The perception of romance has changed during the two hundred years since Jane Austen wrote. Her perception of romance came from novels such as The Castle of Wolfenbach and The Mysteries of Udolpho both mentioned in Northanger Abbey. Wolfenbach published in 1793,written by Eliza Parsons has a heroine Matilda an orphan suffering near incest by an uncle  and menaced by an evil count. But she ends up with her true love, Count de Bouville. Udolpho by Ann Radcliff was published in 1794 also about an orphan who suffers a similar fate but ends up with her true love, Valancourt.

These were the archetypical romances of Jane Austen’s youth with young women in peril saved by heroic men. Theatrical in nature they had heroine’s unable to control their emotions or withstand confrontation, often fainting and swooning. They had to endure horror and heartache before the ‘happy ending’.

So it is no surprise that Jane wrote to James Stanier Clarke, the Prince Regent’s Chaplain when he suggested she write a historical romance about the house of Cobourg and said:

“I could no more write a romance than an epic poem. I could not sit seriously down to write a serious romance under any other motive than to save my life; and if it were indispensable for me to keep it up and never relax into laughing at myself or other people, I am sure I should be hung before I had finished the first chapter.”                   From a letter of 1 April 1816

But Jane changed our perception of romance. While her novels incorporated many of the situations of the standard gothic romances of the era, it was never the heroine or hero involved in the scandals. The heroine was never weak or silly. The hero no superman coming to the rescue although she uses that as well. But for Jane the heroism was based on a sense of  honor and responsibility.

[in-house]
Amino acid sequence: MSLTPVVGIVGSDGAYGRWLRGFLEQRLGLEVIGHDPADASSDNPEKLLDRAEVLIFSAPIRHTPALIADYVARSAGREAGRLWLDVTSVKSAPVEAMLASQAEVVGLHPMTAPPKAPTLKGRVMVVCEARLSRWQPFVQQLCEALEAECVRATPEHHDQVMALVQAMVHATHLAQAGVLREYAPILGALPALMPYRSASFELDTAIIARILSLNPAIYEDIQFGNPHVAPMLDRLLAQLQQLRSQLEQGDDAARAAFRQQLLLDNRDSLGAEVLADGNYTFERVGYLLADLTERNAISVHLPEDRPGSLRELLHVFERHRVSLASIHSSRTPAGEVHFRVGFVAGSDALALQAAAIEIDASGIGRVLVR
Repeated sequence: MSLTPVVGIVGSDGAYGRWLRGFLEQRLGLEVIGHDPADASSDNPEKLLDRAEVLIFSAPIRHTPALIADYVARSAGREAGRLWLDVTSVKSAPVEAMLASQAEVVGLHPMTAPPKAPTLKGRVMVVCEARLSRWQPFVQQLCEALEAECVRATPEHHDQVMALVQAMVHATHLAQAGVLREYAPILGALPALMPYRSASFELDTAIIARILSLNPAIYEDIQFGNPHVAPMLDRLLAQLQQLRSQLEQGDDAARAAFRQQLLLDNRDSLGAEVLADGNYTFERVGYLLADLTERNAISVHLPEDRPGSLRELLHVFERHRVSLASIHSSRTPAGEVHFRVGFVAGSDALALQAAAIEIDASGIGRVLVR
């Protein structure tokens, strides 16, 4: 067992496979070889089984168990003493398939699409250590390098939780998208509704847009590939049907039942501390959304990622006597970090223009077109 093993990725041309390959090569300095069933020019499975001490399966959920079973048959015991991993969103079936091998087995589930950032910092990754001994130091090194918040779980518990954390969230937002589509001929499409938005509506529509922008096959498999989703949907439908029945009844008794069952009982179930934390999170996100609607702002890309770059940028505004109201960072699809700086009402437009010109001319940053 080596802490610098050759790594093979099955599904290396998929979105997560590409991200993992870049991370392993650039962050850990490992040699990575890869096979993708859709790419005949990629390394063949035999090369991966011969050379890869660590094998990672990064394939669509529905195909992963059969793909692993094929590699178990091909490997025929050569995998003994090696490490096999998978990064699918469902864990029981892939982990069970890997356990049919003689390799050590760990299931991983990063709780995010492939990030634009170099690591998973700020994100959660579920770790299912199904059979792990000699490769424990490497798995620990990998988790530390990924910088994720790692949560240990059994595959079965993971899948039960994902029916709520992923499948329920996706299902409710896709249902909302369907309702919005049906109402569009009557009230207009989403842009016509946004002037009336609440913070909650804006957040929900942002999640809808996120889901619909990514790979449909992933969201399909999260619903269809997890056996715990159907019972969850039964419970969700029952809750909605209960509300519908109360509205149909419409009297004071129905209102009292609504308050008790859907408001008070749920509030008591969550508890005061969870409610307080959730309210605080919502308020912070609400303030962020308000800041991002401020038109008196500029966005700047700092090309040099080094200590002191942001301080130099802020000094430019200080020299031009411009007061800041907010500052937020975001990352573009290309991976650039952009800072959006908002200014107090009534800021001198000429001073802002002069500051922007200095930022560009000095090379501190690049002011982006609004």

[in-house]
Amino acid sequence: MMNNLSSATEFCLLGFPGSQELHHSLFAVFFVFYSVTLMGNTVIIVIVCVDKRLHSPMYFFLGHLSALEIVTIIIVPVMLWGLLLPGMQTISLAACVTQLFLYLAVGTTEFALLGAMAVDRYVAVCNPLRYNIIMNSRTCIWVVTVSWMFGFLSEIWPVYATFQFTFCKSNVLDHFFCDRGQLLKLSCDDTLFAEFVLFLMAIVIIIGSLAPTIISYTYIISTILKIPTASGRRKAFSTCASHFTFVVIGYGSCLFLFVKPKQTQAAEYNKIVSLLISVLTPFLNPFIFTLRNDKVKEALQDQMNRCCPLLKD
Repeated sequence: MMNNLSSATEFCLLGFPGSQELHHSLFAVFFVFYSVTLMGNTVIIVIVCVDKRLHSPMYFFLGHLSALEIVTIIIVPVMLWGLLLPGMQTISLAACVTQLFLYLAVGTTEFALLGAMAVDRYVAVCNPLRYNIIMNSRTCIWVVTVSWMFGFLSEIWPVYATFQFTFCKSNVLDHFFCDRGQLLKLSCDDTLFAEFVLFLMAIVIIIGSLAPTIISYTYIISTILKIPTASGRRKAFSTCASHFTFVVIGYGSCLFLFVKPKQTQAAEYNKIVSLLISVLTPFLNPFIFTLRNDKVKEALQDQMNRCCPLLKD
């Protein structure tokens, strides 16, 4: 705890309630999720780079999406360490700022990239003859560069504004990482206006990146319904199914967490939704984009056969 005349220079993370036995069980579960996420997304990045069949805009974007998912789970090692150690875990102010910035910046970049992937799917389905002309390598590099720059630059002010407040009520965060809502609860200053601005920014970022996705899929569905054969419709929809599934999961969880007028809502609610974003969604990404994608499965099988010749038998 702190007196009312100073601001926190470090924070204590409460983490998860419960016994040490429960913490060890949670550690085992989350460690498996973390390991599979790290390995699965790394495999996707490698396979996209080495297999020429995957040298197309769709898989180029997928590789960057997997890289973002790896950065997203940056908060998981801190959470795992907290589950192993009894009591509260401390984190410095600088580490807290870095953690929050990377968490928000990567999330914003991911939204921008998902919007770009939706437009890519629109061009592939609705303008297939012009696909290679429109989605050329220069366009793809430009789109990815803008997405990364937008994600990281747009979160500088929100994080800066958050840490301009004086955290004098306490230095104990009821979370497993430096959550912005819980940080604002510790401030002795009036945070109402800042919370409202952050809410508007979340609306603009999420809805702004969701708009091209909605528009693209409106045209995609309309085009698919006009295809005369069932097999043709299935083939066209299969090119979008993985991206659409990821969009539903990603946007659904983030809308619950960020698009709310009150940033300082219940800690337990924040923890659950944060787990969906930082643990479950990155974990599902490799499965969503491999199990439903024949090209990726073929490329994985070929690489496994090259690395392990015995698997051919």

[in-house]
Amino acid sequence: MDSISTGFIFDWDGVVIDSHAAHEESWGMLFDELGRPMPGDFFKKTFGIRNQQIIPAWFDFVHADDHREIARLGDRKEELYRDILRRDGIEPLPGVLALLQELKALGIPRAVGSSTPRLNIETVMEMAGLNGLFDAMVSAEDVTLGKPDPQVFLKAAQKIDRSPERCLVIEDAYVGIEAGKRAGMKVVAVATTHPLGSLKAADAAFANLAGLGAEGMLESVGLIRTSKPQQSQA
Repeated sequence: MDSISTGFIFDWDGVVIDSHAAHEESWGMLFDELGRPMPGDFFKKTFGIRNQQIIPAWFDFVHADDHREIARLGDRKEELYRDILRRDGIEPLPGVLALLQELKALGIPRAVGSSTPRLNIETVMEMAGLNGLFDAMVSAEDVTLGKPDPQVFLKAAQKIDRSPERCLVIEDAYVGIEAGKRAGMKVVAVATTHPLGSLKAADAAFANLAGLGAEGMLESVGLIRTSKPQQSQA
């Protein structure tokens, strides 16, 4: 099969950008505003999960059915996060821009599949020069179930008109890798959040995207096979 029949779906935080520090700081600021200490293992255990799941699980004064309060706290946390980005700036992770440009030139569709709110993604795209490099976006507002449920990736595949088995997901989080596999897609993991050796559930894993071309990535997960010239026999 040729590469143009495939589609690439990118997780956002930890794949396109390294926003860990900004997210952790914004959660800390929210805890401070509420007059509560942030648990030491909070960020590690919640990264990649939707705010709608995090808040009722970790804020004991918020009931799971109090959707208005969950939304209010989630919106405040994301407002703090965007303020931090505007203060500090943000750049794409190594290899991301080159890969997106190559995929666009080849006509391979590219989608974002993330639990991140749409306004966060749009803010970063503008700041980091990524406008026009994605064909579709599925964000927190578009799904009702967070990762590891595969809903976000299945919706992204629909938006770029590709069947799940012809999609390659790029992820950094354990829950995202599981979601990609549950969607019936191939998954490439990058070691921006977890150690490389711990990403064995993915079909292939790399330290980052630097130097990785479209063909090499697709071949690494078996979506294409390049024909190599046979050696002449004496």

Edward Ferrars does the honorable thing by accepting responsibility for the rash actions of his youth but when he is freed he offers his hand and is accepted by Elinor in spite of his disinheritance. Edmund Bertram marries his low born cousin. Henry Tilney disobeys his father to ask for Catherine’s hand in marriage. Anne and Captain Wentworth marry even though their fortunes have reversed in the seven intervening years since his first proposal. Emma and Mr. Knightley are the only ones of equal status.

For Jane, Elizabeth Bennet’s comment to Lady Catherine “….he is a gentleman; I am a gentleman’s daughter; so far we are equal’ is how Jane truly felt. That class and situation should have no bearing on a match. A marriage should be based on love, mutual understanding and respect, not on money, land or connections.

The couples in her books marry simply out of love and respect. This was not romantic for her, it was simply the way it ought to be. The men love women because they are independent in thought and strong in character not in spite of it. That is why two hundred years later we all relate to and identify with her characters.

Jane being considered the ultimate author of romance would make her laugh and I believe she would consider it absolutely absurd that anyone even remembers her. But we do and I suspect we will for another two hundred years. She changed our perception of romance whether she meant to or not.

Come have a cup of tea and visit with Jane at

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